POSTED ON JULY 8, 2009:
Pearl of a Project
A much-needed flood control plan can help redevelop and revive a near downtown neighborhood. So what is the city waiting for?
Fill Me In. Development in the Pearl District--an area bound by Interstate 244 on the north, Utica Avenue on the east, 11th Street on the south and U.S. 75 on the west--largely has been at a standstill since 1984 because much of the district lies in a floodplain.
Supporters of a plan to build two new storm-water detention ponds and a canal in the Pearl District are targeting the presentation of their conceptual design report to the city for the end of the year, a move that could signal the start of serious fund-raising efforts for the project.
At a community meeting held June 30 at the Centennial Park community center, local residents were given an update on the status of the plan, called the Elm Creek/6th Street Drainage, Detention and Conveyance Project. Enthusiasm ran high as those involved with the creation of the plan indicated it will be finalized by December if not sooner.
But that excitement was tempered by concerns of Pearl District Association leaders that the city has not signed on as a sponsor of the project. Supporters of the plan say that hampers their ability to line up funding.
"The only thing we're waiting for is the city to sponsor us," PDA president Dave Strader told the crowd of several dozen people gathered at the meeting.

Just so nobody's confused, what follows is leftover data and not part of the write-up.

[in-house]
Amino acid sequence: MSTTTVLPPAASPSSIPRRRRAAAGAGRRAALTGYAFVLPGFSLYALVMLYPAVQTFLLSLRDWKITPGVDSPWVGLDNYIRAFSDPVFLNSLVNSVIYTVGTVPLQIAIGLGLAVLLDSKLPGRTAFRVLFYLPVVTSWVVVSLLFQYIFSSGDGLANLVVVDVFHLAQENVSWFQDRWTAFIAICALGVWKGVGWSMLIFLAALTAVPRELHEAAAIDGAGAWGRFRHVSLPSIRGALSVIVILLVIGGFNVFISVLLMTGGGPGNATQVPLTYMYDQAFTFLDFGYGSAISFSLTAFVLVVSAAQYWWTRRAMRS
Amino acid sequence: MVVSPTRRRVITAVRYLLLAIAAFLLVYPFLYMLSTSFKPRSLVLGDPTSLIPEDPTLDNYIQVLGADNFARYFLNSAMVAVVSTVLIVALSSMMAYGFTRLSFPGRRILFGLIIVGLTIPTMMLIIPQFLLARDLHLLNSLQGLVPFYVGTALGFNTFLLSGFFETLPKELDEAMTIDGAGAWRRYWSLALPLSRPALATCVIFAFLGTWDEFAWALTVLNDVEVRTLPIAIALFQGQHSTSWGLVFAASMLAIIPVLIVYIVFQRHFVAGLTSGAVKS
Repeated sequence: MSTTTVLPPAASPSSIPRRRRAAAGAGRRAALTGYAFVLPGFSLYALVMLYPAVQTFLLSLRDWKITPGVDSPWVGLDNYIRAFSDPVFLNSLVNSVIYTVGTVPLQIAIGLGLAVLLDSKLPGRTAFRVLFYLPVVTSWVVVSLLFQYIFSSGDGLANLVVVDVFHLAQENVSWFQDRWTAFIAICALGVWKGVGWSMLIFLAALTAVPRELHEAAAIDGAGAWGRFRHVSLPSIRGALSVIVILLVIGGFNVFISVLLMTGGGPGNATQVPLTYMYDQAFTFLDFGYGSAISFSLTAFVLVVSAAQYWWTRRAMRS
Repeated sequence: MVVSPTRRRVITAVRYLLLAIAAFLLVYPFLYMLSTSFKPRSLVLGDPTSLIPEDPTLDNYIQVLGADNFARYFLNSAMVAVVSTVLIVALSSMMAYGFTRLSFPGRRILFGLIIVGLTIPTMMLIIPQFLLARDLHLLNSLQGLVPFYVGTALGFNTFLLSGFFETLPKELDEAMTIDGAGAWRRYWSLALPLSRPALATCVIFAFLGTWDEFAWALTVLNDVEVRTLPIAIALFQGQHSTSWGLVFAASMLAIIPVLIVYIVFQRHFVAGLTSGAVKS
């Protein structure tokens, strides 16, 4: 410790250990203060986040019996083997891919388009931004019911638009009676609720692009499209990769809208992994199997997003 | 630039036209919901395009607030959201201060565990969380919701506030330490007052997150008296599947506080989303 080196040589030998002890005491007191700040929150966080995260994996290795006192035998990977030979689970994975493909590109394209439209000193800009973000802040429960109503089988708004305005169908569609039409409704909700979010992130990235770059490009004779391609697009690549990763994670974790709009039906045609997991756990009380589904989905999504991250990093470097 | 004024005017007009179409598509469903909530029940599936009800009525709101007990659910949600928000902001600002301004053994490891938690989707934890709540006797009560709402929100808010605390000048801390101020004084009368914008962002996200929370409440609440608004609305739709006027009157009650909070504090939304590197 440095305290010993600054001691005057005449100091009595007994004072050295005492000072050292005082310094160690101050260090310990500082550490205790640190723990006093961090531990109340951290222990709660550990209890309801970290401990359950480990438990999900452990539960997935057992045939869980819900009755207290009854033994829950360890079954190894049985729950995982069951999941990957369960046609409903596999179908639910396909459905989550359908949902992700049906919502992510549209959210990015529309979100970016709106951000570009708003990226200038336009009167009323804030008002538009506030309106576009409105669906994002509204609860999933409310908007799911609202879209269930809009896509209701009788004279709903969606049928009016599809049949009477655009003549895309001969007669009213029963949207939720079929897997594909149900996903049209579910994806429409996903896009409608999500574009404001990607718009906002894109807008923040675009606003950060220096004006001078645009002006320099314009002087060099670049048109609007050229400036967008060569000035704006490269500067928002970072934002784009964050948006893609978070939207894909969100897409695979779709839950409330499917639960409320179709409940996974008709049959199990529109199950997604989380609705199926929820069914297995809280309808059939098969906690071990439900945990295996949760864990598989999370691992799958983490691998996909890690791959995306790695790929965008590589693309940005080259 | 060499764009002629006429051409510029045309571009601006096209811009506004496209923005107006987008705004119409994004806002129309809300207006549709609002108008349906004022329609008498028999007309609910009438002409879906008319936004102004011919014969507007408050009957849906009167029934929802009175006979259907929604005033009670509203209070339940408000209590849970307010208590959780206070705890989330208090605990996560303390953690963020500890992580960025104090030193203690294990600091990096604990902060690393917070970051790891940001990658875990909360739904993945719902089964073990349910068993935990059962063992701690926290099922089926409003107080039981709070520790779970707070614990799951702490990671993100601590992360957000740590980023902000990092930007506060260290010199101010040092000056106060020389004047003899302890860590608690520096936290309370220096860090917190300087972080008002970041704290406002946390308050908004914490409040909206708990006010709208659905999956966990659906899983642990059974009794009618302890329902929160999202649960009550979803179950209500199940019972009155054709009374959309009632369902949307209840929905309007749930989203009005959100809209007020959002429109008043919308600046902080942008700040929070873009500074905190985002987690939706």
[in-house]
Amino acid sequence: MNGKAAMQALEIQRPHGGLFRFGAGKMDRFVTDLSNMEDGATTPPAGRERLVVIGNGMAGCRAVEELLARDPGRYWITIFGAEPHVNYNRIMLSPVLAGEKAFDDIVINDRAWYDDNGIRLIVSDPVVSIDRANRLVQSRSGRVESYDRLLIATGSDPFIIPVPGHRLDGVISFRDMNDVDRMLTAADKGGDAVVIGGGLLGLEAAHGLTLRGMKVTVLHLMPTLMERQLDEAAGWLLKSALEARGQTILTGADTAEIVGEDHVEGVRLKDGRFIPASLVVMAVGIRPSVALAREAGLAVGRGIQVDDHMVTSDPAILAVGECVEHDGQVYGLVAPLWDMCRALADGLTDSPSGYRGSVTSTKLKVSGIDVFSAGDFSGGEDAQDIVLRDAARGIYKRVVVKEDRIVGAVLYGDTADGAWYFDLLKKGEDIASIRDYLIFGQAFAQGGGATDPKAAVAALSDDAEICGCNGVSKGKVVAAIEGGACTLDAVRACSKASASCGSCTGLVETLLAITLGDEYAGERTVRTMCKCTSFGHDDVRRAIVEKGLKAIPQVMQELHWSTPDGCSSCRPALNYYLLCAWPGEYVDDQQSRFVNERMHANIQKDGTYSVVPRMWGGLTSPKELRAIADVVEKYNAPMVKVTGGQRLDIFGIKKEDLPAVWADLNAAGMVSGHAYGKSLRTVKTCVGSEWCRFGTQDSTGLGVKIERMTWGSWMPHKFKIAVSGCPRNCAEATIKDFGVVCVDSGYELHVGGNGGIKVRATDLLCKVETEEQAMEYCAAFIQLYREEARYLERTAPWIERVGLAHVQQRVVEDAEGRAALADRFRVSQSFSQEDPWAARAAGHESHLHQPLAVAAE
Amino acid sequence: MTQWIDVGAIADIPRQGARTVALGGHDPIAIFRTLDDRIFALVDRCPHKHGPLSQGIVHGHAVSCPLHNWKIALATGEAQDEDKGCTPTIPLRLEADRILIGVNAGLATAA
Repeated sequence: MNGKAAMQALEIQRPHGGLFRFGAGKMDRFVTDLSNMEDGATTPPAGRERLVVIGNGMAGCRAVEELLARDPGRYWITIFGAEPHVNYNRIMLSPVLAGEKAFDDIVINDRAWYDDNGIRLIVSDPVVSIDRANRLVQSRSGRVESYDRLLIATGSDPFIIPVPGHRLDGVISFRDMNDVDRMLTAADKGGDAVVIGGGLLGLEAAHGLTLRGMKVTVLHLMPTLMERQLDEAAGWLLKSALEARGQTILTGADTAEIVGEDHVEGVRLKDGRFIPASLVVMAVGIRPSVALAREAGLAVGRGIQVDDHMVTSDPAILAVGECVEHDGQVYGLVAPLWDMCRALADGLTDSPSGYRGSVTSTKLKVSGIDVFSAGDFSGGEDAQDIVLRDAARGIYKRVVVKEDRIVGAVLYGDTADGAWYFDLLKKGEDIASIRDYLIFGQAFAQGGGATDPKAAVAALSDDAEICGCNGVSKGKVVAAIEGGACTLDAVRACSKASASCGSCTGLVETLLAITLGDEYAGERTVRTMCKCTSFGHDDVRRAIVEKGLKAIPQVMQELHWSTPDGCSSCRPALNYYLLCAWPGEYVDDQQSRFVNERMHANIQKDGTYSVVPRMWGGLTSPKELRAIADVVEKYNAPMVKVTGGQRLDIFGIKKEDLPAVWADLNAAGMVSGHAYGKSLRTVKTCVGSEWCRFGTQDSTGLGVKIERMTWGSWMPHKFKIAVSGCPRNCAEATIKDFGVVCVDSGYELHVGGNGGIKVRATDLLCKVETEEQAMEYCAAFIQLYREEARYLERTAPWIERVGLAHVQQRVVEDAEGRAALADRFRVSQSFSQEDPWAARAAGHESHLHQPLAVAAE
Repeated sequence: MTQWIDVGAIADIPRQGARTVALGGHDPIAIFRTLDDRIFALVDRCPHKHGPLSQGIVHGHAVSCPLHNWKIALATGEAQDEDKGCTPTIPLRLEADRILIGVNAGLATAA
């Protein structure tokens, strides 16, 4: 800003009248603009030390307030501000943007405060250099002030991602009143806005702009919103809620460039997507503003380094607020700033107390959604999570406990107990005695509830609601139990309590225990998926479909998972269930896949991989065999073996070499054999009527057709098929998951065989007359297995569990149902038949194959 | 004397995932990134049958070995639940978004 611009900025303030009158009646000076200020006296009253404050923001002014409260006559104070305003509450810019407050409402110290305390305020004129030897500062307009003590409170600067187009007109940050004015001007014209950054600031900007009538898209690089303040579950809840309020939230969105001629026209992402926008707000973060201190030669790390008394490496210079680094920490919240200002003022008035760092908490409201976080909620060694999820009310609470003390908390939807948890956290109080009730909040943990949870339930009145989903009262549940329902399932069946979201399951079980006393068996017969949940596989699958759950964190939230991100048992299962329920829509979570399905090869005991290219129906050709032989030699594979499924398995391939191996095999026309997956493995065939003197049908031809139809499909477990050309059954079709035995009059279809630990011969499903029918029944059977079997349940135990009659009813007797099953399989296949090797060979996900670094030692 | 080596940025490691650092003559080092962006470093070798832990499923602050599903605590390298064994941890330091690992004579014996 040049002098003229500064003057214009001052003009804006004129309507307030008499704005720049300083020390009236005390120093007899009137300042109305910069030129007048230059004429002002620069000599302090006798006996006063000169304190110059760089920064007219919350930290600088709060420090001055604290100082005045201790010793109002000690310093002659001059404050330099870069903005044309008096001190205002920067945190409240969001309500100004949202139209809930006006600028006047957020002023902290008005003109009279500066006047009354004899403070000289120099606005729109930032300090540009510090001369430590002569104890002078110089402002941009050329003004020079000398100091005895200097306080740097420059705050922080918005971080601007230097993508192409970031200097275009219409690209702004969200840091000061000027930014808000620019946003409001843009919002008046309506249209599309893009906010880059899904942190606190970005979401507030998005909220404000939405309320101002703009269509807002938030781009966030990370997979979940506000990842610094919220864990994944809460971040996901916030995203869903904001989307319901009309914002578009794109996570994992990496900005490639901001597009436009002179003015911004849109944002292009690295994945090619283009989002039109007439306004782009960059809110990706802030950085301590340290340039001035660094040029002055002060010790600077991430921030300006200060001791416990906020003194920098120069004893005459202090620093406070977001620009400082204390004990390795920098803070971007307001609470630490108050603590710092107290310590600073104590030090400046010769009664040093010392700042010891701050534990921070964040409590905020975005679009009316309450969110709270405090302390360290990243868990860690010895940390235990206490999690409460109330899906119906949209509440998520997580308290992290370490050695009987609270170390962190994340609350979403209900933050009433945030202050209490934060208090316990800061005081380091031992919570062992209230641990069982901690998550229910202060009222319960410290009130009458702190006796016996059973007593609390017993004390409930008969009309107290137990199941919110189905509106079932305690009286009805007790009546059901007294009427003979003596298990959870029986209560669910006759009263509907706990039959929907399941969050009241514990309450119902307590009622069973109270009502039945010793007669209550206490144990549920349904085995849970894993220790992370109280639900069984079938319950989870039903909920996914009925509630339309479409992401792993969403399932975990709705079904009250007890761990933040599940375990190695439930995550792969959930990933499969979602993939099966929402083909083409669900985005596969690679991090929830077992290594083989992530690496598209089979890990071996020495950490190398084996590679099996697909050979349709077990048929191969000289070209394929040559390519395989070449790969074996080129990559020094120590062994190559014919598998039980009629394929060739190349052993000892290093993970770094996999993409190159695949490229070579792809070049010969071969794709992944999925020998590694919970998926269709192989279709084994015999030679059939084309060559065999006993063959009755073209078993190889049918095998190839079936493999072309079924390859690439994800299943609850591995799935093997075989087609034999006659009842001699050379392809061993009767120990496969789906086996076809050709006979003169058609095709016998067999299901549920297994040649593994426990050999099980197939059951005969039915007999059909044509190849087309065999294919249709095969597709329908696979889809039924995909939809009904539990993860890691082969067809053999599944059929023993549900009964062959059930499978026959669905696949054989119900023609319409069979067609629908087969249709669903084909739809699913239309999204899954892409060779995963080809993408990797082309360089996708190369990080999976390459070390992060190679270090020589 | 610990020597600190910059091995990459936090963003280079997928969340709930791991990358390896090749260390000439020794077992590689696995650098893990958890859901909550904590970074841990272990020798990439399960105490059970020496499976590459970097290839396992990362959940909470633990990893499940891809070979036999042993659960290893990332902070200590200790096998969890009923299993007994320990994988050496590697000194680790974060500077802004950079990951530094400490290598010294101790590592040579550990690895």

The $61.5 million plan, which is divided into three areas, is designed first and foremost as a flood-control project. Development in the Pearl District--an area bound by Interstate 244 on the north, Utica Avenue on the east, 11th Street on the south and U.S. 75 on the west--largely has been at a standstill since 1984 because much of the district lies in a floodplain.
The Elm Creek/6th Street plan seeks to remedy that situation while at the same time creating a series of aesthetically pleasing storm water detention projects designed to spur sustainable development in a pedestrian-friendly environment. In the words of the PDA leaders, they hope to "reinvent the art of city life in Tulsa" through a project that would dramatically alter the appearance and workings of the district, making it perhaps the most unique neighborhood in the city.
The two ponds included in the project would resemble the pond constructed at Centennial Park in 2006, which was the first step in eliminating the district's chronic flooding problems. Both would be larger than the Centennial Park pond and would feature a good deal of surrounding green space. One would be located north of Centennial Park between 4th Street and 5th Place, and Owasso Avenue and Madison Avenue. The second pond would be built east of Centennial Park between Rockford and Trenton avenues, and 7th and 8th streets.
A canal built down the middle of 6th Street would link the projects and help conduct storm water out of the district. The canal would have 12-foot roadways on either side that would remain open to vehicular traffic while at the same time inviting pedestrians and bicyclists.
Supporters of the plan believe the projects, which would be attractively landscaped and include a number of features designed to encourage public gatherings, would be a magnet for retail and residential development.
The project already has been in the works for several years, and the creative team working on it includes not just the PDA and city of Tulsa but such firms as Guy Engineering Services, Swift Water Resources Engineering, Alaback Design Associates and R.D. Flanagan & Associates. More than $400,000 has been spent on the project to date.
After the meeting, Strader elaborated on his assertion that the project could be stalled by a lack of action by the city. Without the city's official endorsement, funding for the project--which would come largely from a variety of federal agencies--would be all but impossible to obtain, he said.